THE SEVEN POOR TRAVELLERS.BEING THE EXTRA CHRISTMAS NUMBER OF HOUSEHOLD WORDS.
CONDUCTED BY CHARLES DICKENS.
CONTAINING THE AMOUNT OF ONE REGULAR NUMBER AND A HALF.
INDEX TO THE SEVEN POOR TRAVELLERS.
STRICTLY speaking, there were only six Poor
Travellers; but, being a Traveller myself,
though an idle one, and being withal as poor
as I hope to be, I brought the number up to
seven. This word of explanation is due at
once, for what says the inscription over the
quaint old door?
RICHARD WATTS, Esq.
by his Will, dated 22 Aug. 1579,
founded this Charity
for Six poor Travellers,
who not being ROGUES,or PROCTORS,
May receive gratis for one Night,
and Four-pence each.
It was in the ancient little city of Rochester
in Kent, of all the good days in the year
upon a Christmas Eve, that I stood reading
this inscription over the quaint old door
in question. I had been wandering about
the neighbouring Cathedral, and had seen
the tomb of Richard Watts, with the effigy of
worthy Master Richard starting out of it like
a ship's figure-head; and I had felt that I
could do no less, as I gave the Verger his
fee, than inquire the way to Watts's Charity.
The way being very short and very plain, I
had come prosperously to the inscription and
the quaint old door.
"Now," said I to myself, as I looked at the
knocker, "I know I am not a Proctor; I
wonder whether I am a Rogue!"
Upon the whole, though Conscience repro-
duced two or three pretty faces which might
have had smaller attraction for a moral Goliath
than they had had for me, who am but a
Tom Thumb in that way, I came to the con-
clusion that I was not a Rogue. So, beginning
to regard the establishment as in some sort
my property, bequeathed to me and divers
co-legatees, share and share alike, by the
Worshipful Master Richard Watts, I stepped
backward into the road to survey my inheritance.
I found it to be a clean white house, of a
staid and venerable air, with the quaint old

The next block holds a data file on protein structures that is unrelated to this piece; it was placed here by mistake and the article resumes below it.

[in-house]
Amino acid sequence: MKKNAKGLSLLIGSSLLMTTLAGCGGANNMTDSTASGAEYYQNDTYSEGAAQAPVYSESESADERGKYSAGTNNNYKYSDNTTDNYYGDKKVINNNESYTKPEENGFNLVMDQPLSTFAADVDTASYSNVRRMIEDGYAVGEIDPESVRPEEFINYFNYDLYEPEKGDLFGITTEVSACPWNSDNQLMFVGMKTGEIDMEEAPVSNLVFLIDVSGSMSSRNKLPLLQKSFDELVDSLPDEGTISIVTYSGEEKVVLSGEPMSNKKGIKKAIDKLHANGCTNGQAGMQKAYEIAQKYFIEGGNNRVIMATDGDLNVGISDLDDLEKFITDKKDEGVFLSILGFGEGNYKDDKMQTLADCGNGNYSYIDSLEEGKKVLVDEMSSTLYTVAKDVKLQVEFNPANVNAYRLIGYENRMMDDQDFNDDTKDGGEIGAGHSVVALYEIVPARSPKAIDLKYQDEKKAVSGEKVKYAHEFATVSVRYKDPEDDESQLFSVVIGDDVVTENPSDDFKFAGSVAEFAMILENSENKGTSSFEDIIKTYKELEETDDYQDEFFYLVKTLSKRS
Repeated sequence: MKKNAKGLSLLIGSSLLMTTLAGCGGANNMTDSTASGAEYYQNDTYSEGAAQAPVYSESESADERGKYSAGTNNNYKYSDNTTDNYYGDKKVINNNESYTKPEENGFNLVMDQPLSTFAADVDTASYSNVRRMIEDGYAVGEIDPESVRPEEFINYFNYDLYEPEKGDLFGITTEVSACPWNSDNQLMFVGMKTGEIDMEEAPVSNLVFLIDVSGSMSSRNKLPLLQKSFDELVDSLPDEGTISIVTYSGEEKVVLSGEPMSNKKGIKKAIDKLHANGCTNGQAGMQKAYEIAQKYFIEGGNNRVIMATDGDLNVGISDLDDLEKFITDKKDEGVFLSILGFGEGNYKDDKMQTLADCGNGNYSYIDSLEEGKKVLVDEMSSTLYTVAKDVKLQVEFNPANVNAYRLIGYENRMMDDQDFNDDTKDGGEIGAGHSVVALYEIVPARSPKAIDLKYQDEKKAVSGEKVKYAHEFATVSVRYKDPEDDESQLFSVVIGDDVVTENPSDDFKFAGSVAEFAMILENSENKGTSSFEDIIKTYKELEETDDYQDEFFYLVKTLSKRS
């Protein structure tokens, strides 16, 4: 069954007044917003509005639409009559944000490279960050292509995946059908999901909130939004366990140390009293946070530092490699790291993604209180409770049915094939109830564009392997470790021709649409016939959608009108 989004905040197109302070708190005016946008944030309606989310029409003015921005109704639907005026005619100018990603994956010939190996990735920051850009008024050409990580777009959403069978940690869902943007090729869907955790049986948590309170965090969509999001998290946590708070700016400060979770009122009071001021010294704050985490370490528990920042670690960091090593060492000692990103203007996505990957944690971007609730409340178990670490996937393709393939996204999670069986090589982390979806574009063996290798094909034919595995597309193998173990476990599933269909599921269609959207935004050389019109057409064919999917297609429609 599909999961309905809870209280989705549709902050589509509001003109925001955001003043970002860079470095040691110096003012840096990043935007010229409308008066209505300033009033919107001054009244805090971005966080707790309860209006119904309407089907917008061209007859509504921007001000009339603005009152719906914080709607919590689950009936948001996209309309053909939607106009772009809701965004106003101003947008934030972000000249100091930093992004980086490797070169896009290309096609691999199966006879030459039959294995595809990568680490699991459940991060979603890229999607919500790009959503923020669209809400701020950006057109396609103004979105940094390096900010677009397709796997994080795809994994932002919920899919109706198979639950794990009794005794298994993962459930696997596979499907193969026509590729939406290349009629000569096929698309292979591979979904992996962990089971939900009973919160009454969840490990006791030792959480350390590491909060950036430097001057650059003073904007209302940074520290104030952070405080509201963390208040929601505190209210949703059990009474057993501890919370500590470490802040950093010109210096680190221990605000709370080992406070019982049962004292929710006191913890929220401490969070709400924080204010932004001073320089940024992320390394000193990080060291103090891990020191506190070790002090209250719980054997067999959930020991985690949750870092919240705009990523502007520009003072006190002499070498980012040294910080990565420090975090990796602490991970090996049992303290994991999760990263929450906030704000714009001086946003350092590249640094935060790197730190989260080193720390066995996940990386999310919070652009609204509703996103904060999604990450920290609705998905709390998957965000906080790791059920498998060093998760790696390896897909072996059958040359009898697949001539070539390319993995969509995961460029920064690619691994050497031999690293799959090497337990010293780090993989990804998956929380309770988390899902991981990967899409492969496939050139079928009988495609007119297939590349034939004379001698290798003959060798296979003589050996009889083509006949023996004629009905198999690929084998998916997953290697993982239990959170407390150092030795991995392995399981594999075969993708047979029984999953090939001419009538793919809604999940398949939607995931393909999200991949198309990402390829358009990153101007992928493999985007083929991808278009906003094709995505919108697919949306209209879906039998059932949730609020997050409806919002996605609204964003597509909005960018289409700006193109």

door already three times mentioned (an
arched door), choice little long low lattice-
windows, and a roof of three gables. The
silent High Street of Rochester is full of
gables, with old beams and timbers carved
into strange faces. It is oddly garnished with
a queer old clock that projects over the pave-
ment out of a grave red brick building, as if
Time carried on business there, and hung out
his sign. Sooth to say, he did an active stroke
of work in Rochester, in the old days of the
Romans, and the Saxons, and the Normans,
and down to the times of King John, when
the rugged castle—I will not undertake to
say how many hundreds of years old then—
was abandoned to the centuries of weather
which have so defaced the dark apertures in
its walls, that the ruin looks as if the rooks
and daws had picked its eyes out.
I was very well pleased, both with my
property and its situation. While I was yet
surveying it with growing content, I espied
at one of the upper lattices which stood open,
a decent body, of a wholesome matronly
appearance, whose eyes I caught inquiringly
addressed to mine. They said so plainly,
"Do you wish to see the house?" that I
answered aloud, "Yes, if you please." And
within a minute the old door opened, and I
bent my head, and went down two steps into
"This," said the matronly presence, ushering
me into a low room on the right, "is
where the Travellers sit by the fire, and cook
What bits of suppers they buy with their
"Oh! Then they have no Entertainment?"
said I. For, the inscription over the outer
door was still running in my head, and I
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